VOCABULARY | Faded Days
Cameron Allen of Savannah, Georgia is Vocabulary, and “Faded Days” is his new lo-fi gem. It’s an 11-track album full of bedroom-recording intimacy, reverb guitar, and fragile vocals whispering of secret hurts, haunts, loves, dreams and disappointments. The first song, “Oskar”, speaks of a person stuck in a rut, who hides himself while reveling in the past. A single, hard guitar strum reverberates underneath broken lyricism, both sad and nostalgic. There are electronic touches bubbling to the surface, serving as the dream that wraps around the words. The lyrics are often terse little concentrations, referencing the general pronoun “you”. It makes the album feel like you’ve been taken into a confidence. Even the second song, “Rearrange Shelves”, seems to be the lonely musing of a person caught in a place they’d rather escape: The everyday doldrums of a job.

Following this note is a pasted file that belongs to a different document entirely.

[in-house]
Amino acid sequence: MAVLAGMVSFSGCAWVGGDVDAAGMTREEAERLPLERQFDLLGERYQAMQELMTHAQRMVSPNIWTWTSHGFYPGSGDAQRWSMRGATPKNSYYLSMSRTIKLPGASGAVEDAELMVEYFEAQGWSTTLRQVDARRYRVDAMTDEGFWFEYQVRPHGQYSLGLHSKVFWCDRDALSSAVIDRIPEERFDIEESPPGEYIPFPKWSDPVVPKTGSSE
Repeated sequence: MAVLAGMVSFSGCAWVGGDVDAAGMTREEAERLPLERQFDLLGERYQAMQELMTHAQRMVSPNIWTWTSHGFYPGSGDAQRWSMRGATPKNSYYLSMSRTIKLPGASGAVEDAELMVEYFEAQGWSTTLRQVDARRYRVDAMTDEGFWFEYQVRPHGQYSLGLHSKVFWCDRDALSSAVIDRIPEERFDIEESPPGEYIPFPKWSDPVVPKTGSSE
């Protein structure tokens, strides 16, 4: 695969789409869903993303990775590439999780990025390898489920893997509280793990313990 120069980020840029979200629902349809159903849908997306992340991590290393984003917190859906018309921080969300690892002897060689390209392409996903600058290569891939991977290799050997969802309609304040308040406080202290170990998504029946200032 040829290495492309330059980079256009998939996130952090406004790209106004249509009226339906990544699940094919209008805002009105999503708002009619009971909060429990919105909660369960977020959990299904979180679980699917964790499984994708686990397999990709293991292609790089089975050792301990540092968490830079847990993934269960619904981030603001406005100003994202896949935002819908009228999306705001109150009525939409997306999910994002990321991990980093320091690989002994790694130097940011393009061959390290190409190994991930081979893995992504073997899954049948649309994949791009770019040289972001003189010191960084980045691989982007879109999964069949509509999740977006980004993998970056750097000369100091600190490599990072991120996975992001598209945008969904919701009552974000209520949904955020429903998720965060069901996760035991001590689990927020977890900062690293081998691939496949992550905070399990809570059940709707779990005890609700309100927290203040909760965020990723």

What’s remarkable about the record is how personal it is, and yet it’s so much more complex than it may seem at first listen. There are textures, changes of pace and off-kilter arrangements. The instrumental tracks are also gorgeous, marked by delicacy and bits of musical oddity. “Postmarks” starts with a cyclical keyboard rhythm, and the intermittent single-string pick of a guitar that builds into beautiful transitions and melodies. “Nowhere (Beth)”, a Factory-era styled track, is one of the better and more traditional sounding songs on the record. It spreads itself out slowly like the dawn, with hypnotic and unfurling electric guitar. This is one of the best albums I’ve heard this year, and will make the Their Bated Breath shortlist for those inevitable lists to come. Simply put, I love this record.
It’s about slow dissipation, like the marvelous song “Gown”, a track so majestic you may not want to listen to anything else all year. The song opens with a strange mention of American behaviorist B.F. Skinner before falling into a glacial meditation of vocals harmonies and languid organ. It’s a record about last breaths and longing for change. It’s an ode to the twilight. Follow Vocabulary at the band’s website here. The album is available at a ‘name-your-price’ offer at bandcamp. — David D. Robbins Jr.